A friend of mine (I'll call him "Bill") lost his mother very recently, and I sent him my wishes for "many lasting solaces, great and small." Knowing my friend, it's likely one of the solaces he'll turn will be his love of classic horror films.
Then, over at the Universal Monster Army site, I mentioned a science news item reporting that the brains of adolescents and young adults suppress interests from childhood because the brain is growing and creating new associations. I speculated that it might explain why so many people I know who enjoy monsters and horror films re-find their enthusiasm in their 30s after losing having some of their interest for many years.
UMA member Mike Cathcart left a post in response about re-connecting with his love of the icons of monsterdom. I found it moving, and after thinking of Bill I wanted to share it here. I'm sharing an excerpt of it here with Mike's permission.
My father lay dying, the last weeks of a long illness, back in the fall of '93.
I had been a caregiver, along with my mother, over many years... by this time, I knew he had maybe a week or two, tops, and part of me felt relieved (and therefore guilty), and part of me was just sad to be saying goodbye for real.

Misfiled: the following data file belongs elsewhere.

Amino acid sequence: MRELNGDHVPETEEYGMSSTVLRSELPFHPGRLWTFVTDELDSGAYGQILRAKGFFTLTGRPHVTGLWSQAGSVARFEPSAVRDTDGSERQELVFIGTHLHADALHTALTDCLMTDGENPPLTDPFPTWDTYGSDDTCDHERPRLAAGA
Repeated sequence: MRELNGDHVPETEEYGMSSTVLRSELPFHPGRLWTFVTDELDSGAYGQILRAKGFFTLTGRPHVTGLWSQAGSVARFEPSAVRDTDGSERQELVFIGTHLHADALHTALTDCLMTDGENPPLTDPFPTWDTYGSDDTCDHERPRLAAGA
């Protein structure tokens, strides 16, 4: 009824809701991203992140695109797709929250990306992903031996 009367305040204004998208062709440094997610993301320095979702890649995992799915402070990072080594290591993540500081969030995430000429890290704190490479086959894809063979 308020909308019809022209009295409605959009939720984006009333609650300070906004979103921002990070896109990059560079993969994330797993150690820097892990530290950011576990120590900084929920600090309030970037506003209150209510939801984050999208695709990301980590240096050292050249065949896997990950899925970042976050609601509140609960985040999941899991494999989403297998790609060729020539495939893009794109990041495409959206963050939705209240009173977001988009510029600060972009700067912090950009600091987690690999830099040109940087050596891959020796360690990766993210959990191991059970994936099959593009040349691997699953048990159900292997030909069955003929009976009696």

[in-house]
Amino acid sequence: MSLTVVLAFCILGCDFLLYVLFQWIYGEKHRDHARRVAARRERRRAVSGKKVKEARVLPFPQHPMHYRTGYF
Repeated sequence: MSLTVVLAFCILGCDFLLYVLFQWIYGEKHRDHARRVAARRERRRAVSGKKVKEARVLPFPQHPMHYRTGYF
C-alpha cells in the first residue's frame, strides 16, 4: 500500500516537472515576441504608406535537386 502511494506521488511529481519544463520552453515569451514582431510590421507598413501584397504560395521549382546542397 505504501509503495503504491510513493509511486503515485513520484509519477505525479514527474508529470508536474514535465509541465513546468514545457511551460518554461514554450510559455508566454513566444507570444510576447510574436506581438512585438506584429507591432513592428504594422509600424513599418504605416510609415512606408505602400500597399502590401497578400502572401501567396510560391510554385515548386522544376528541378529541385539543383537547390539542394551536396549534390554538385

I was walking around the Topanga Plaza mall, looking at decorations for the approaching Hallowe'en, and something caught my eye in a Waldenbooks. This little skeleton-like character atop a spiraled hill over a pumpkin patch?
Of course I knew who Tim Burton was, but had NO idea this stop motion film was coming out (I had been preoccupied for a few years!)... the display of figures, flipbooks, jewelry, story books for The Nightmare Before Christmas absolutely stunned me!
Then, after spending who knows how long poring over this treat, I saw behind the display and down the aisle another display for Hallowe'en related merchandise, and behold! model kits, Universal Monsters coloring books, VHS copies of LuminatorsFrankenstein, Dracula, The Wolf Man, and my beloved Night of the Living Dead...and suddenly I was hopping, giddy, you know? Giggling, being a total idiot!
Maybe it was just because I was so tired, physically, spiritually, emotionally... but this realization swept over me, in a voice that was a mix of my own and my dad's: Monsters! YES! They just keep doing it, don't they? They've always been, always will be your friends. LOOK at 'em, GOD, you've spent your young life loving these spooky things and they still manage in the midst of your sorrow to sneak up and surprise you with utter joy... forever!
They'll never leave. I could send it all away, and enjoy my life just as much trying to get all of it back, but it'll never go away. For me, that's why we come back. To the friends who never left us, even if we left them for a short while.